2. Making money in the bazaar

The second major problem that new media companies in India (and other comparable markets like Brazil) continue to struggle with is monetization. Internet use and broadband penetration remains low compared to other parts of the world and as a consequence, Internet advertising has not emerged as a key component of business models for new media initiatives (in 2007-08, Internet advertising in India was estimated at Rs. 225 crores/Rs. 2.25 billion). Here, the fact that YouTube's India strategy is part of Google India's larger ambitions represents a major advantage over competitors.

Instead of focusing on a short-term goal of generating advertising revenues, Google India executives have decided to perform the role of consultants who will, over the next 5-10 years, work closely with advertising and marketing agencies and advise media professionals on how online advertising can become a major element of their media planning.

As Shailesh Rao, managing director of Google India, explained, the company has already set up five "verticals" (financial services, local and classifieds, travel, media & entertainment, and technology & health communication) with experts who will "educate, train and guide businesses to leverage the most out of online advertising." It is this evangelizing mission that may, in the long run, prove to be the most important dimension of YouTube's localization.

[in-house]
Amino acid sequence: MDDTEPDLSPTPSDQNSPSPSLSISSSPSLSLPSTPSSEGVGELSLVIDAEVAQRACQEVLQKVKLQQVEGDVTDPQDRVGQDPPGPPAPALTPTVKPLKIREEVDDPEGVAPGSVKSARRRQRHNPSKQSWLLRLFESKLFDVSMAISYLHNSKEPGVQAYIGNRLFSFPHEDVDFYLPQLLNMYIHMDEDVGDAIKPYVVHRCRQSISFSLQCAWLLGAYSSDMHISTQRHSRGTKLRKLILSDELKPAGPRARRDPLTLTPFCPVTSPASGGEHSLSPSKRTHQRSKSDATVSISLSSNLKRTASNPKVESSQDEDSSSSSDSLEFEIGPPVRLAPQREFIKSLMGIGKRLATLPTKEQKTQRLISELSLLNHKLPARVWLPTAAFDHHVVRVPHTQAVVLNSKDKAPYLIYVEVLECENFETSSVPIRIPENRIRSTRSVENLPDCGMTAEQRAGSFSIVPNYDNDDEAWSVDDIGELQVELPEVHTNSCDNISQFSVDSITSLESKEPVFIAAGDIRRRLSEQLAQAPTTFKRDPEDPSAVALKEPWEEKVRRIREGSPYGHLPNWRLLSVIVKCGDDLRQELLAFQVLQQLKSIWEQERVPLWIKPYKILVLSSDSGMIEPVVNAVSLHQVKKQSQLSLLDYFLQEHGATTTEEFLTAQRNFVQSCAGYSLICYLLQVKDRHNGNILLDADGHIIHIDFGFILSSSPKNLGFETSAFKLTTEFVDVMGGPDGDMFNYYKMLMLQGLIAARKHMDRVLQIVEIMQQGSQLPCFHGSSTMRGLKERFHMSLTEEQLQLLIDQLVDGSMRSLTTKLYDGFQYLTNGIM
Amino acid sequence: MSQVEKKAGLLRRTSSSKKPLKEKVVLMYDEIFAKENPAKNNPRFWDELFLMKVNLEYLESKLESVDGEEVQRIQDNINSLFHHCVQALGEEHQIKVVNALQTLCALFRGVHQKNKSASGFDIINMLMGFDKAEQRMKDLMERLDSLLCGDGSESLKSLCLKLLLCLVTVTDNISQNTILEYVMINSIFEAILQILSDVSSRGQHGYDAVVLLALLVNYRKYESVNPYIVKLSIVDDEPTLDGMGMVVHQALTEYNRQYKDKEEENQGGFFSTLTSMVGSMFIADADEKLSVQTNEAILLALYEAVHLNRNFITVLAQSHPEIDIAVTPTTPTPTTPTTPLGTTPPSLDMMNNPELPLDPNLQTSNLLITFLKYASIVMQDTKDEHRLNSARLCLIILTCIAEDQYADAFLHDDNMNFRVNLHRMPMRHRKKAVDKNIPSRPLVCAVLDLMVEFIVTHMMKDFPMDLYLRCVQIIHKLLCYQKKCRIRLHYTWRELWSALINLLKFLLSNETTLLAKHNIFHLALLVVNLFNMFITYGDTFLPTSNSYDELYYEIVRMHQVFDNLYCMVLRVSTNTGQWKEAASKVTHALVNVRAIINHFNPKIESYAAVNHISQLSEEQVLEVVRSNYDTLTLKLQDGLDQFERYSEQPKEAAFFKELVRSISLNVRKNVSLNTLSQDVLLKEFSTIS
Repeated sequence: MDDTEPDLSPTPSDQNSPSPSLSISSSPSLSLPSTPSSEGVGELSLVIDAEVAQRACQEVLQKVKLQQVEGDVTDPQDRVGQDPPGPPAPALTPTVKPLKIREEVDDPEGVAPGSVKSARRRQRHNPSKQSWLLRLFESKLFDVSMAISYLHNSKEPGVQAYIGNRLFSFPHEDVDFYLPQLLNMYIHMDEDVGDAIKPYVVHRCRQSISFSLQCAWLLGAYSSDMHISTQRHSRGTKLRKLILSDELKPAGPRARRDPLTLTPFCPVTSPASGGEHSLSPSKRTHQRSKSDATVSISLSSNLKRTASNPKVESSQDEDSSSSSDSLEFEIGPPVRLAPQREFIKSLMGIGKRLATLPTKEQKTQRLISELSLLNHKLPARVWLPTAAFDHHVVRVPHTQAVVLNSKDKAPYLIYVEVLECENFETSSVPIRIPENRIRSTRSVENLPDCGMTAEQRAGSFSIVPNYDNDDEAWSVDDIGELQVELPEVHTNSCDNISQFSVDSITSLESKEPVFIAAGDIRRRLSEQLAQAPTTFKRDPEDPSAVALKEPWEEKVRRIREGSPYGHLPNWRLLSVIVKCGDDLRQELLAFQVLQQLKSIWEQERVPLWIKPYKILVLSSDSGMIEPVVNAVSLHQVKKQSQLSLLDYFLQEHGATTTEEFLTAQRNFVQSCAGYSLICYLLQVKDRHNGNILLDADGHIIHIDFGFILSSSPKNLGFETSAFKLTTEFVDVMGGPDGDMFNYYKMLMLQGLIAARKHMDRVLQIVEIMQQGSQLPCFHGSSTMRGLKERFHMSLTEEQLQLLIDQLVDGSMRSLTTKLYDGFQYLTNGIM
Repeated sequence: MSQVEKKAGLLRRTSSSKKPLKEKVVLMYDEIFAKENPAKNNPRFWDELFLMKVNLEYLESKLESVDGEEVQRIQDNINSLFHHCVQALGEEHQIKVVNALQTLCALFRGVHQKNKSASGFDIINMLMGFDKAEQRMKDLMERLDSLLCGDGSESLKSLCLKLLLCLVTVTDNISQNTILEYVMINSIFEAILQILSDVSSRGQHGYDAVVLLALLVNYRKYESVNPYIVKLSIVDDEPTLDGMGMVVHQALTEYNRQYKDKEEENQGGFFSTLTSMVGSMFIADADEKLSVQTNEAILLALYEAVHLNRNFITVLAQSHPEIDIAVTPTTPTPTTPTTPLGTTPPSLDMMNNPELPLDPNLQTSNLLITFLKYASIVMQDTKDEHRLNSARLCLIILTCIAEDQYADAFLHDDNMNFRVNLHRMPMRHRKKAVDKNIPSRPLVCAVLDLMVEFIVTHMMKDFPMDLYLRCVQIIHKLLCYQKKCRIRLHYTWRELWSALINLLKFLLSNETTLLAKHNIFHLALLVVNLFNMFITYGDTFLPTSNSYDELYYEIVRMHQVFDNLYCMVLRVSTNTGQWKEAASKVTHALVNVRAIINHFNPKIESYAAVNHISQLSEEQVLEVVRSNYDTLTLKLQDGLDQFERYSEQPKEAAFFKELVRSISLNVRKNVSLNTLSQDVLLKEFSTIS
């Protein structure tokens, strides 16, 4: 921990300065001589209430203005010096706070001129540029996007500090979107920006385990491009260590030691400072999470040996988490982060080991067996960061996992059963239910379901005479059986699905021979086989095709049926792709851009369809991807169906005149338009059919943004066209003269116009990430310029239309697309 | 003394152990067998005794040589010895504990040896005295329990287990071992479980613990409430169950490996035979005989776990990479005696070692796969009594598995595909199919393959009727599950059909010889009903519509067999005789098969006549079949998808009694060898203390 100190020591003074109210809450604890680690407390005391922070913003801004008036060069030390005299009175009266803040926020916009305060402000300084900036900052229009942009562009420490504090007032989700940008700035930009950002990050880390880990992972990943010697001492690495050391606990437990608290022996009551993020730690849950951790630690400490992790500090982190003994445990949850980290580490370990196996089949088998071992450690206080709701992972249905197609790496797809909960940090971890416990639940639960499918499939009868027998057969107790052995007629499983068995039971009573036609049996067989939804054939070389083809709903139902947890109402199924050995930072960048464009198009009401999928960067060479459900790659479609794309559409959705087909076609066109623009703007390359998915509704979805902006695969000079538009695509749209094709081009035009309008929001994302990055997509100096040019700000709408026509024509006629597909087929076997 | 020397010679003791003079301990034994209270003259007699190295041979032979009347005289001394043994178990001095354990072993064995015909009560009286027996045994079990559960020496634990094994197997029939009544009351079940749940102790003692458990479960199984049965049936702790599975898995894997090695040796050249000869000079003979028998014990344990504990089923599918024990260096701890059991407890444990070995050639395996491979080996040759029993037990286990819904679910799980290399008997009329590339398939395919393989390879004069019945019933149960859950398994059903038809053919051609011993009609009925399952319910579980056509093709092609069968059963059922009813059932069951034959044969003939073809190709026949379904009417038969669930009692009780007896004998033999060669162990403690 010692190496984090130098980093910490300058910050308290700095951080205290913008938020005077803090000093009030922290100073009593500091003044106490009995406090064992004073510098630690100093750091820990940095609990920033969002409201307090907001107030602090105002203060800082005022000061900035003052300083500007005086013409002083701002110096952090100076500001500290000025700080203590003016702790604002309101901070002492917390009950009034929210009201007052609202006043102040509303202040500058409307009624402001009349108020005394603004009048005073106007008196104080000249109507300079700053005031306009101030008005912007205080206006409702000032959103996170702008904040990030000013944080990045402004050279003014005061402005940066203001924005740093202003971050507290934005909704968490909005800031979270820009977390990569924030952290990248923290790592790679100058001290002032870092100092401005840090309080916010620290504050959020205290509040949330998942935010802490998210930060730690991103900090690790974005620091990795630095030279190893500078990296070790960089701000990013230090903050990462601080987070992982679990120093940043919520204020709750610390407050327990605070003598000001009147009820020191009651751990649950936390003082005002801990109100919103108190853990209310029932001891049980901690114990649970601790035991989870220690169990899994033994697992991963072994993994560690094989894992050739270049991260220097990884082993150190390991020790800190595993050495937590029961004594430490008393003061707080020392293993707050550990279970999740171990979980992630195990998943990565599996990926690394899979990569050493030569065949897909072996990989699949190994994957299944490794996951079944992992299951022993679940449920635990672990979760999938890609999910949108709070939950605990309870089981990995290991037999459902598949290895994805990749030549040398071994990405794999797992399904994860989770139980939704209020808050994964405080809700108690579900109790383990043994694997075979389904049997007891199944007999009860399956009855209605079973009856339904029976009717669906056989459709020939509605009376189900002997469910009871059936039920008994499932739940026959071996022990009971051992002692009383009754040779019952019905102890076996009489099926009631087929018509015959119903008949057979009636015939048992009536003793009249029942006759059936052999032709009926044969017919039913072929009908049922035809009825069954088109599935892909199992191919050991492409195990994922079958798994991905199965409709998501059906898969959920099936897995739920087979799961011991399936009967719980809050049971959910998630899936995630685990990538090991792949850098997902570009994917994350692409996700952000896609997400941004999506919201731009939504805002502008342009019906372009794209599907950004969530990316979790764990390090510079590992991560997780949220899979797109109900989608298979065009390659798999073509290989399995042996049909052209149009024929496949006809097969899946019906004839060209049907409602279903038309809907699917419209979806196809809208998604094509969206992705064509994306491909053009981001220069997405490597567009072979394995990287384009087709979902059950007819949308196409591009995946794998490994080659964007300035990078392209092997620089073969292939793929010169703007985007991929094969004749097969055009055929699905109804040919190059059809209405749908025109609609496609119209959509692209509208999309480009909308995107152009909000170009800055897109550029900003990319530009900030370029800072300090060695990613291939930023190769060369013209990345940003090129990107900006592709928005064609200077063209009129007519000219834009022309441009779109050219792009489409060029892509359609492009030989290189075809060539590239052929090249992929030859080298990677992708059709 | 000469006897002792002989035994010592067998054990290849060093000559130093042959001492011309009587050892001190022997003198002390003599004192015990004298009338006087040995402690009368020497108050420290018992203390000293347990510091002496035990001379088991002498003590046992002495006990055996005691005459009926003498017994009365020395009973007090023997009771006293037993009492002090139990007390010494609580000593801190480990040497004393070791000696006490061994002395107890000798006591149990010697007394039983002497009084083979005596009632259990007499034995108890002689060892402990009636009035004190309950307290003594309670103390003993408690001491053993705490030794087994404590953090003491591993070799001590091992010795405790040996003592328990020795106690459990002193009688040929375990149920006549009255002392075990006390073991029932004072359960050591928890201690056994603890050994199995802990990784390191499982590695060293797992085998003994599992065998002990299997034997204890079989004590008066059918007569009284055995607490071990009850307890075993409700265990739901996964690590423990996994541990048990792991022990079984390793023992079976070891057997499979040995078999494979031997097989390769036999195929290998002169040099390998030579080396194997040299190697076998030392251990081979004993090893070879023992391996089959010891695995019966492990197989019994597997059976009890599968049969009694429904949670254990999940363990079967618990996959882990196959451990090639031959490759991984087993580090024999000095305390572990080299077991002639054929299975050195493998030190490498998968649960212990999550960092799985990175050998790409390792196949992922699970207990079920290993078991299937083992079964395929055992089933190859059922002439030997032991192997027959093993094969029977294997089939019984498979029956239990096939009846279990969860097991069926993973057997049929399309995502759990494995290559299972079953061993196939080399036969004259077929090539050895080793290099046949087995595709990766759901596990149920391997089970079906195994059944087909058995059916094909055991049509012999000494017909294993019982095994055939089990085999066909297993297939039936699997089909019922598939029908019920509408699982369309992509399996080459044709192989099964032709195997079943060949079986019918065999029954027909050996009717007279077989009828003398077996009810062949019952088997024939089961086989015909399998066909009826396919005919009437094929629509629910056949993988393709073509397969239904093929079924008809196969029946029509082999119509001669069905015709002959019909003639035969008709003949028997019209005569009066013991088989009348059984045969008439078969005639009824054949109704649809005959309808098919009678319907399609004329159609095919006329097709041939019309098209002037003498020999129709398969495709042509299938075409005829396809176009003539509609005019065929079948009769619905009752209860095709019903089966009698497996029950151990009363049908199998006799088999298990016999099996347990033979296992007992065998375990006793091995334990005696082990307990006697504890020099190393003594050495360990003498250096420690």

Aswin Punathambekar is professor of international and comparative media at the University of Michigan-Ann Arbor's Department of Communication Studies and is an alumnus of the Comparative Media Studies program here at MIT, in addition to being a Convergence Culture Consortium consulting researcher. He is co-editor of the 2007 Bollywood Reader from NYU Press and also writes at BollySpace 2.0.

Glancing at the C3 Blog

Conflicting Images of WWE's The Great Khali from U.S. and Indian Cultural Perspectives.

Sam Ford writes about an exchange he had recently with former C3 manager Parmesh Shahani about pro wrestler The Great Khali, hated by many dedicated wrestling fans in the U.S. for being more spectacle than talented athlete and loved by a growing number of Indian fans who see him as a Hindi hero.